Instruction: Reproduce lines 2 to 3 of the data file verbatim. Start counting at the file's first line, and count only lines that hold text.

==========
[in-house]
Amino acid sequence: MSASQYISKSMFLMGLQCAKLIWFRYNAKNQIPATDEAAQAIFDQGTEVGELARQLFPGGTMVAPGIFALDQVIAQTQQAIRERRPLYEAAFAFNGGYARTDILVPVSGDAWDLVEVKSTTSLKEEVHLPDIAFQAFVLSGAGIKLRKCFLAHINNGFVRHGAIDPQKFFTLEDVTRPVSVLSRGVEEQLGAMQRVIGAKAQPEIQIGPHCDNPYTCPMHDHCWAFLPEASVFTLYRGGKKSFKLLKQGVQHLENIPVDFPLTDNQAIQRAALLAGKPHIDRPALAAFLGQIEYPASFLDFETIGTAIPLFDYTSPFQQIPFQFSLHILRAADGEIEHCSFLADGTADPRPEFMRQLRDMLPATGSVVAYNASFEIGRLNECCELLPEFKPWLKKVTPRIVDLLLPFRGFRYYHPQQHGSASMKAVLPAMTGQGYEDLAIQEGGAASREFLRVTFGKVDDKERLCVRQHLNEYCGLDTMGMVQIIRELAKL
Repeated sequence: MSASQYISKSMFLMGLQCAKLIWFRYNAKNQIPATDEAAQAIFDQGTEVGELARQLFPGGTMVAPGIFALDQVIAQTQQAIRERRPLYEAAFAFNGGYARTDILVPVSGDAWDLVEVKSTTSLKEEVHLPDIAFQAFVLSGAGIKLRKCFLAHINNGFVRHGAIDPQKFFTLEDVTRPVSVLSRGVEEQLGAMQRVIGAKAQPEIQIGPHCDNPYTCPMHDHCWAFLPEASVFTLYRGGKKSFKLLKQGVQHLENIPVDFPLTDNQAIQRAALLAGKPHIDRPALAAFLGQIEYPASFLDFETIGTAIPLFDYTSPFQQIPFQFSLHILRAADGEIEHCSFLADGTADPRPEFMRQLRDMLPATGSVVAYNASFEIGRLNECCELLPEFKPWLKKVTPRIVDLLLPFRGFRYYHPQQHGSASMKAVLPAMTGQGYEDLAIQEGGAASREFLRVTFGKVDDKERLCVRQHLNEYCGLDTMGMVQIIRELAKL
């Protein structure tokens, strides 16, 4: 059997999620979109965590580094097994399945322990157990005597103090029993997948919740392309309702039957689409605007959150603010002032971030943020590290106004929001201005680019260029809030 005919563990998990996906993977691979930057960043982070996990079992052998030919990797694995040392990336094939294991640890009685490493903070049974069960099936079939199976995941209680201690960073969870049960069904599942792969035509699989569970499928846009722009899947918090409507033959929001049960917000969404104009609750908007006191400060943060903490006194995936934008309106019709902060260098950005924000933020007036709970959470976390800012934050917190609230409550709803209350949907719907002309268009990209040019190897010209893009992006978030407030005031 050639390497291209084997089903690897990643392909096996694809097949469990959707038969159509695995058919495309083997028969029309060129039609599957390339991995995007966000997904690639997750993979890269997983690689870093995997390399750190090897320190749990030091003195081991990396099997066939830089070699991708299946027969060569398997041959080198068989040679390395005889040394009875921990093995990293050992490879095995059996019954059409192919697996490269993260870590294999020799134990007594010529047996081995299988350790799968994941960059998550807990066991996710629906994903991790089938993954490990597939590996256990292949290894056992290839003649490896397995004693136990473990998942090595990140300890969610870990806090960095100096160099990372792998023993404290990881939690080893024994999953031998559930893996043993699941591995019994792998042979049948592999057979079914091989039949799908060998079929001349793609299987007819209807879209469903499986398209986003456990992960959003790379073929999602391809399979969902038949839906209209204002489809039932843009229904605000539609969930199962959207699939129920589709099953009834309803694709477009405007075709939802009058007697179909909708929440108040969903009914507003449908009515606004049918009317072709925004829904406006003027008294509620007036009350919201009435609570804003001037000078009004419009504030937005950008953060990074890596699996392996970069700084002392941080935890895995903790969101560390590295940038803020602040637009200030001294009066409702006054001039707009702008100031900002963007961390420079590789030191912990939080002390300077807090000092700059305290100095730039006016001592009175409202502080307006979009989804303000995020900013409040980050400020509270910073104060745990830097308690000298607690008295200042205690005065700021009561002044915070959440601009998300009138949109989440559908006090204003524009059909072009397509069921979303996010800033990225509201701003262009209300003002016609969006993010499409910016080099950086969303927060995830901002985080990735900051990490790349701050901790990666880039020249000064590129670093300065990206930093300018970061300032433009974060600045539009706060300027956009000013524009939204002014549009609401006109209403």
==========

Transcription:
Amino acid sequence: MSASQYISKSMFLMGLQCAKLIWFRYNAKNQIPATDEAAQAIFDQGTEVGELARQLFPGGTMVAPGIFALDQVIAQTQQAIRERRPLYEAAFAFNGGYARTDILVPVSGDAWDLVEVKSTTSLKEEVHLPDIAFQAFVLSGAGIKLRKCFLAHINNGFVRHGAIDPQKFFTLEDVTRPVSVLSRGVEEQLGAMQRVIGAKAQPEIQIGPHCDNPYTCPMHDHCWAFLPEASVFTLYRGGKKSFKLLKQGVQHLENIPVDFPLTDNQAIQRAALLAGKPHIDRPALAAFLGQIEYPASFLDFETIGTAIPLFDYTSPFQQIPFQFSLHILRAADGEIEHCSFLADGTADPRPEFMRQLRDMLPATGSVVAYNASFEIGRLNECCELLPEFKPWLKKVTPRIVDLLLPFRGFRYYHPQQHGSASMKAVLPAMTGQGYEDLAIQEGGAASREFLRVTFGKVDDKERLCVRQHLNEYCGLDTMGMVQIIRELAKL
Repeated sequence: MSASQYISKSMFLMGLQCAKLIWFRYNAKNQIPATDEAAQAIFDQGTEVGELARQLFPGGTMVAPGIFALDQVIAQTQQAIRERRPLYEAAFAFNGGYARTDILVPVSGDAWDLVEVKSTTSLKEEVHLPDIAFQAFVLSGAGIKLRKCFLAHINNGFVRHGAIDPQKFFTLEDVTRPVSVLSRGVEEQLGAMQRVIGAKAQPEIQIGPHCDNPYTCPMHDHCWAFLPEASVFTLYRGGKKSFKLLKQGVQHLENIPVDFPLTDNQAIQRAALLAGKPHIDRPALAAFLGQIEYPASFLDFETIGTAIPLFDYTSPFQQIPFQFSLHILRAADGEIEHCSFLADGTADPRPEFMRQLRDMLPATGSVVAYNASFEIGRLNECCELLPEFKPWLKKVTPRIVDLLLPFRGFRYYHPQQHGSASMKAVLPAMTGQGYEDLAIQEGGAASREFLRVTFGKVDDKERLCVRQHLNEYCGLDTMGMVQIIRELAKL